In between completing my assignment in Virginia and starting the one in Tampa, Florida (with the same company), I sent the CMO of the company a letter about my experiences working in Virginia. I had met him several times before and thought it would be a good way to share my experience at each clinic, both good and bad.
He was appreciative of my feedback and requested a meeting with me to see what my goals are and how the company could expand an internal traveling PCP program.
As our conversation began, I could tell how new the concept of having nurse practitioners was to the CMO. When he elaborated about the collaborative agreement between nurse practitioners and physicians, he also stated that there is a wide spectrum on preparation of nurse practitioners. He said that they have observed there can be some amazing, knowledgeable, and competent nurse practitioners; but on the other hand there can also be some inexperienced, insecure, and non-proficient nurse practitioners. Personally I agree, but it’s the same thing in any profession.
The CMO continued to ask me what was the perception of nurse practitioners from the patient’s point of view. He asked how my previous patients handled having a nurse practitioner as a PCP. I told him that the concept of nurse practitioners is something new to a lot of people, especially the elderly population. Many times they do not know what a nurse practitioner is, yet once they see that we practice similarly to physicians at a holistic level, they are fine with it. I told him that of course there are patients who automatically say they do not want to see a nurse practitioner and feel as if they need to be seen by a physician. He asked me, in my experience, what percentage of patients would I say did not want to see the nurse practitioner? I responded with 5% of patients or less. Perhaps other people’s experiences vary from mine.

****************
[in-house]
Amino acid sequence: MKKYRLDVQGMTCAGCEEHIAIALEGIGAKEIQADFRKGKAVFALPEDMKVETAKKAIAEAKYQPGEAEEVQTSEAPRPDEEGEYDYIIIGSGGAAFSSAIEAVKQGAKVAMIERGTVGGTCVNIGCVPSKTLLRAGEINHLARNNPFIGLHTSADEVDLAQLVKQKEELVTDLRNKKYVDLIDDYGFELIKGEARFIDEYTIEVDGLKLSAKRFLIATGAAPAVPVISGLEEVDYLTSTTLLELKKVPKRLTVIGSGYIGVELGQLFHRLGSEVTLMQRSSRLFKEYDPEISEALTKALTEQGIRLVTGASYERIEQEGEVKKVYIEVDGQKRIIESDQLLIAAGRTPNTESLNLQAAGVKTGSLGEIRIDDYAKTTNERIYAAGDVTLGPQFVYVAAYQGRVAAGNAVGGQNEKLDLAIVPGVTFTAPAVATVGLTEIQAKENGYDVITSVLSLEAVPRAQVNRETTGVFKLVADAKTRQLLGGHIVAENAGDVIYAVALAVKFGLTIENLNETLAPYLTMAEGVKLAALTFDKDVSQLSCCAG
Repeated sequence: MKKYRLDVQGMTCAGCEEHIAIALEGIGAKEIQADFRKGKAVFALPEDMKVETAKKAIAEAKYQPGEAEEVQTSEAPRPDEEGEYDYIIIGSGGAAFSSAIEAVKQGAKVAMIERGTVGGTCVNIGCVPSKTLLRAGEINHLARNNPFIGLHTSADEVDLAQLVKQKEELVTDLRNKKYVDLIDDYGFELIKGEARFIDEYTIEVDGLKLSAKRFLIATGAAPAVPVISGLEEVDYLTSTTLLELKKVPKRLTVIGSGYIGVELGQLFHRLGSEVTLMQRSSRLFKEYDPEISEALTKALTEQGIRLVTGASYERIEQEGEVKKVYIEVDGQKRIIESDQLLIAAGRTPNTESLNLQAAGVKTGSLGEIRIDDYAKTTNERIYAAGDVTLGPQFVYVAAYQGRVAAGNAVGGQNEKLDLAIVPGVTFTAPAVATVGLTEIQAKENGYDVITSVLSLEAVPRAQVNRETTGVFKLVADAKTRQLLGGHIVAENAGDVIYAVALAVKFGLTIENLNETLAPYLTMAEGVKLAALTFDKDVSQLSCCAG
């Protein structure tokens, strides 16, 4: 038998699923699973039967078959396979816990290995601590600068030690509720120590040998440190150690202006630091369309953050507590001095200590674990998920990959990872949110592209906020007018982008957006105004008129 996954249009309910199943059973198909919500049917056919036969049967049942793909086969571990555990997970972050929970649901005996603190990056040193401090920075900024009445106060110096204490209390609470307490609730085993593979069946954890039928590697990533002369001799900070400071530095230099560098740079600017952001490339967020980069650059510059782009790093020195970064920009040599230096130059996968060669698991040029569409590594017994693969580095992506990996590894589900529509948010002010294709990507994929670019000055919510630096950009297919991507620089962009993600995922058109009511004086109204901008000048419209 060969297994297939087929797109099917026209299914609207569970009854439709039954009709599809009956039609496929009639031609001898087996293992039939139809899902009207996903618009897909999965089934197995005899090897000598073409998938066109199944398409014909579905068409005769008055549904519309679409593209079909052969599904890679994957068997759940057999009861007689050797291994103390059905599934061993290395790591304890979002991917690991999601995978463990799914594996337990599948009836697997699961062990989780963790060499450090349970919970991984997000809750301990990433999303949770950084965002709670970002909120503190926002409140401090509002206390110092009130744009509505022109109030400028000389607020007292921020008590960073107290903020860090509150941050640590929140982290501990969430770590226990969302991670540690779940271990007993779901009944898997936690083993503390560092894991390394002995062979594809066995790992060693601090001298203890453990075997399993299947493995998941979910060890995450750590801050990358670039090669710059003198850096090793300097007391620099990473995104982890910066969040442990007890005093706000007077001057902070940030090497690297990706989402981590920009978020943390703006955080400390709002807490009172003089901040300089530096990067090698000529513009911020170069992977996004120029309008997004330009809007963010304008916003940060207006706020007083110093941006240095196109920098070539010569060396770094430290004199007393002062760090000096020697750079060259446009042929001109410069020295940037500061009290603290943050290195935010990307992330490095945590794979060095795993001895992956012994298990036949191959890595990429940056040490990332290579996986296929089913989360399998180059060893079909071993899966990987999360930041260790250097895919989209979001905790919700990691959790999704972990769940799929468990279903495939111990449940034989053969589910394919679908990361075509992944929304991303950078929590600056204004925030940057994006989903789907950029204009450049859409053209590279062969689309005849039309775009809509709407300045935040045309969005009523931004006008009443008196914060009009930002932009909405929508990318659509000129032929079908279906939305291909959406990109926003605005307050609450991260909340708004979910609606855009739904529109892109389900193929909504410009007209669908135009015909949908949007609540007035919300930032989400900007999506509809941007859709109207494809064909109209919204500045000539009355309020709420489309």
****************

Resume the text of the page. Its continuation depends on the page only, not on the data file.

I found his questions to be intriguing because like I said before, the concept of nurse practitioners is so new, even to a big shot CMO like him.
I updated the other nurse practitioners at my clinic on our conversation. I emphasized the fact that only WE can be our own advocates. That we have to speak up for ourselves when either management or patients try to suppress us. For instance, any time a recruiter or manager calls a nurse practitioner a “mid-level provider”, I make sure to correct them.
In addition, when a patient calls to be seen by their PCP the day of, the front desk will tell them “Your doctor doesn’t have an openings, but you can see the nurse practitioner.” I personally don’t like the way it is said, because it insinuates that the nurse practitioner is the next best thing, and not as good. So I am trying to encourage the front desk to say instead “We can accommodate you today but you will unlikely be seen by your PCP, and may have to be seen by another provider.”
Besides being our own advocate, I think as nurse practitioners, we need to have confidence. Sometimes I hear nurse practitioners turn down a job because they are afraid they are not well trained or competent enough for the position. Of course anything new is scary, but as long as you put in the effort and the time, I feel like you can excel in anything. Physicians will look up things they are not familiar with; we can do the same without being embarrassed by it.
In my next post I will elaborate on the second major part of my conversation with the CMO.